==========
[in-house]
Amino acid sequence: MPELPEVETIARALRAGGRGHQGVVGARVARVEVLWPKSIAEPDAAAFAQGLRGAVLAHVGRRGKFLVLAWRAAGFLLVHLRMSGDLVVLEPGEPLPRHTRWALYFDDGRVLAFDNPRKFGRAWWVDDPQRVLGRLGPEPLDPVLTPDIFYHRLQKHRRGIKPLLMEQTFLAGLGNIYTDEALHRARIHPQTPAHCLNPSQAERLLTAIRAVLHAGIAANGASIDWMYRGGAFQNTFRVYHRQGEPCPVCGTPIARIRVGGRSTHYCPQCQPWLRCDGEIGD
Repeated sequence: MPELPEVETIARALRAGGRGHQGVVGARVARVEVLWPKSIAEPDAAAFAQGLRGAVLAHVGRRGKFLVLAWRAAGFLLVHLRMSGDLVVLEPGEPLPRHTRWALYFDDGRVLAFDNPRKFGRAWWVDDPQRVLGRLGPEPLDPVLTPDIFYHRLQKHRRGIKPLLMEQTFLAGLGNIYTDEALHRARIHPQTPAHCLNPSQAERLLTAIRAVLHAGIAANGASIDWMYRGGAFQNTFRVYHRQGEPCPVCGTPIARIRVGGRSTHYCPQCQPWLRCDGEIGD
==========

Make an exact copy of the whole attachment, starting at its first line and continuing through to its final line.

[in-house]
Amino acid sequence: MPELPEVETIARALRAGGRGHQGVVGARVARVEVLWPKSIAEPDAAAFAQGLRGAVLAHVGRRGKFLVLAWRAAGFLLVHLRMSGDLVVLEPGEPLPRHTRWALYFDDGRVLAFDNPRKFGRAWWVDDPQRVLGRLGPEPLDPVLTPDIFYHRLQKHRRGIKPLLMEQTFLAGLGNIYTDEALHRARIHPQTPAHCLNPSQAERLLTAIRAVLHAGIAANGASIDWMYRGGAFQNTFRVYHRQGEPCPVCGTPIARIRVGGRSTHYCPQCQPWLRCDGEIGD
Repeated sequence: MPELPEVETIARALRAGGRGHQGVVGARVARVEVLWPKSIAEPDAAAFAQGLRGAVLAHVGRRGKFLVLAWRAAGFLLVHLRMSGDLVVLEPGEPLPRHTRWALYFDDGRVLAFDNPRKFGRAWWVDDPQRVLGRLGPEPLDPVLTPDIFYHRLQKHRRGIKPLLMEQTFLAGLGNIYTDEALHRARIHPQTPAHCLNPSQAERLLTAIRAVLHAGIAANGASIDWMYRGGAFQNTFRVYHRQGEPCPVCGTPIARIRVGGRSTHYCPQCQPWLRCDGEIGD